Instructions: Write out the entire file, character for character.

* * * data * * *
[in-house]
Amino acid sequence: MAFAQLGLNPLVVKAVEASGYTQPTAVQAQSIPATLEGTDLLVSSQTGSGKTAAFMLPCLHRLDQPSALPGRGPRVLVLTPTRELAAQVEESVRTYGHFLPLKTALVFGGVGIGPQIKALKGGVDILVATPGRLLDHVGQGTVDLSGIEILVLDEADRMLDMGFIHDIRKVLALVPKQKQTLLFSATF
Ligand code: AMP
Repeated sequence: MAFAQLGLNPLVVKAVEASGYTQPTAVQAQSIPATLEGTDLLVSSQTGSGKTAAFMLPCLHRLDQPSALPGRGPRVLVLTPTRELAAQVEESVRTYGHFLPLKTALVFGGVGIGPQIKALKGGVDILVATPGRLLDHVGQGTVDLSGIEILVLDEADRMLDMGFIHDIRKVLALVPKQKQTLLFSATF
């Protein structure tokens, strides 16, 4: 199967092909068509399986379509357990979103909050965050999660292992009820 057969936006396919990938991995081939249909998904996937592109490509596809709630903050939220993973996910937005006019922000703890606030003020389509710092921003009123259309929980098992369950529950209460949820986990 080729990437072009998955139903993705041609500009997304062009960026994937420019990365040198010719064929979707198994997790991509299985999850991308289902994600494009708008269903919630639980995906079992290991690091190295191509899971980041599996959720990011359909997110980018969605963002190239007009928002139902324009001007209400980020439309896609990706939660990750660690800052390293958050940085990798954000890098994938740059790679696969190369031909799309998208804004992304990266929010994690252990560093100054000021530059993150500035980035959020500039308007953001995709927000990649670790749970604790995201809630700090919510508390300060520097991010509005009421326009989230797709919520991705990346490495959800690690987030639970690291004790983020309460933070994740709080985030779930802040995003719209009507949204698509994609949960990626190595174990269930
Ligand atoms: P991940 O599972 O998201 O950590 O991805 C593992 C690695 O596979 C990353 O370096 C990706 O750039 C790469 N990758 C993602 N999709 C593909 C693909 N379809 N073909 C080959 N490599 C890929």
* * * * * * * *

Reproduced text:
[in-house]
Amino acid sequence: MAFAQLGLNPLVVKAVEASGYTQPTAVQAQSIPATLEGTDLLVSSQTGSGKTAAFMLPCLHRLDQPSALPGRGPRVLVLTPTRELAAQVEESVRTYGHFLPLKTALVFGGVGIGPQIKALKGGVDILVATPGRLLDHVGQGTVDLSGIEILVLDEADRMLDMGFIHDIRKVLALVPKQKQTLLFSATF
Ligand code: AMP
Repeated sequence: MAFAQLGLNPLVVKAVEASGYTQPTAVQAQSIPATLEGTDLLVSSQTGSGKTAAFMLPCLHRLDQPSALPGRGPRVLVLTPTRELAAQVEESVRTYGHFLPLKTALVFGGVGIGPQIKALKGGVDILVATPGRLLDHVGQGTVDLSGIEILVLDEADRMLDMGFIHDIRKVLALVPKQKQTLLFSATF
């Protein structure tokens, strides 16, 4: 199967092909068509399986379509357990979103909050965050999660292992009820 057969936006396919990938991995081939249909998904996937592109490509596809709630903050939220993973996910937005006019922000703890606030003020389509710092921003009123259309929980098992369950529950209460949820986990 080729990437072009998955139903993705041609500009997304062009960026994937420019990365040198010719064929979707198994997790991509299985999850991308289902994600494009708008269903919630639980995906079992290991690091190295191509899971980041599996959720990011359909997110980018969605963002190239007009928002139902324009001007209400980020439309896609990706939660990750660690800052390293958050940085990798954000890098994938740059790679696969190369031909799309998208804004992304990266929010994690252990560093100054000021530059993150500035980035959020500039308007953001995709927000990649670790749970604790995201809630700090919510508390300060520097991010509005009421326009989230797709919520991705990346490495959800690690987030639970690291004790983020309460933070994740709080985030779930802040995003719209009507949204698509994609949960990626190595174990269930
Ligand atoms: P991940 O599972 O998201 O950590 O991805 C593992 C690695 O596979 C990353 O370096 C990706 O750039 C790469 N990758 C993602 N999709 C593909 C693909 N379809 N073909 C080959 N490599 C890929």